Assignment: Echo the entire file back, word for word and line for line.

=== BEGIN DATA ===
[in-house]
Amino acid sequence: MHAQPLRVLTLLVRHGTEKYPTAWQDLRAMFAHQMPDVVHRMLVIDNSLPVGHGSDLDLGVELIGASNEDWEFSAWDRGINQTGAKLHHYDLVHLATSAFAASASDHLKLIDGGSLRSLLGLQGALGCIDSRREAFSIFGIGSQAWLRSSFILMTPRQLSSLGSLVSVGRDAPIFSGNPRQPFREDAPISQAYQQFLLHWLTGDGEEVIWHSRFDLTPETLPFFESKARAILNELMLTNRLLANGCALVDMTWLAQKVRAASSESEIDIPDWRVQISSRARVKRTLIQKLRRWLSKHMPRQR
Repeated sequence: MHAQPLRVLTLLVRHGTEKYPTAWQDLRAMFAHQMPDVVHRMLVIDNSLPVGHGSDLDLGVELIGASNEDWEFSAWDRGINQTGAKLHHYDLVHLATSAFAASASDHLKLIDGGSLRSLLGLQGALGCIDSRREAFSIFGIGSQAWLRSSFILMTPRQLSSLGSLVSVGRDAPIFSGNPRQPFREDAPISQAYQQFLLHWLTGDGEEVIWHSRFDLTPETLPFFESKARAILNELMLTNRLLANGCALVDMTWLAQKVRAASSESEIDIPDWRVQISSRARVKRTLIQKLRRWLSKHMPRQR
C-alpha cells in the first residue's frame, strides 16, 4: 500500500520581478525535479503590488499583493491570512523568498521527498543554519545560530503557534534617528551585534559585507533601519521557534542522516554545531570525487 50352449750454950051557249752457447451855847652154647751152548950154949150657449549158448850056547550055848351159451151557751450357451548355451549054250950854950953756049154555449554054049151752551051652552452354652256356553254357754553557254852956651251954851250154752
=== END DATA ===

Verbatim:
[in-house]
Amino acid sequence: MHAQPLRVLTLLVRHGTEKYPTAWQDLRAMFAHQMPDVVHRMLVIDNSLPVGHGSDLDLGVELIGASNEDWEFSAWDRGINQTGAKLHHYDLVHLATSAFAASASDHLKLIDGGSLRSLLGLQGALGCIDSRREAFSIFGIGSQAWLRSSFILMTPRQLSSLGSLVSVGRDAPIFSGNPRQPFREDAPISQAYQQFLLHWLTGDGEEVIWHSRFDLTPETLPFFESKARAILNELMLTNRLLANGCALVDMTWLAQKVRAASSESEIDIPDWRVQISSRARVKRTLIQKLRRWLSKHMPRQR
Repeated sequence: MHAQPLRVLTLLVRHGTEKYPTAWQDLRAMFAHQMPDVVHRMLVIDNSLPVGHGSDLDLGVELIGASNEDWEFSAWDRGINQTGAKLHHYDLVHLATSAFAASASDHLKLIDGGSLRSLLGLQGALGCIDSRREAFSIFGIGSQAWLRSSFILMTPRQLSSLGSLVSVGRDAPIFSGNPRQPFREDAPISQAYQQFLLHWLTGDGEEVIWHSRFDLTPETLPFFESKARAILNELMLTNRLLANGCALVDMTWLAQKVRAASSESEIDIPDWRVQISSRARVKRTLIQKLRRWLSKHMPRQR
C-alpha cells in the first residue's frame, strides 16, 4: 500500500520581478525535479503590488499583493491570512523568498521527498543554519545560530503557534534617528551585534559585507533601519521557534542522516554545531570525487 50352449750454950051557249752457447451855847652154647751152548950154949150657449549158448850056547550055848351159451151557751450357451548355451549054250950854950953756049154555449554054049151752551051652552452354652256356553254357754553557254852956651251954851250154752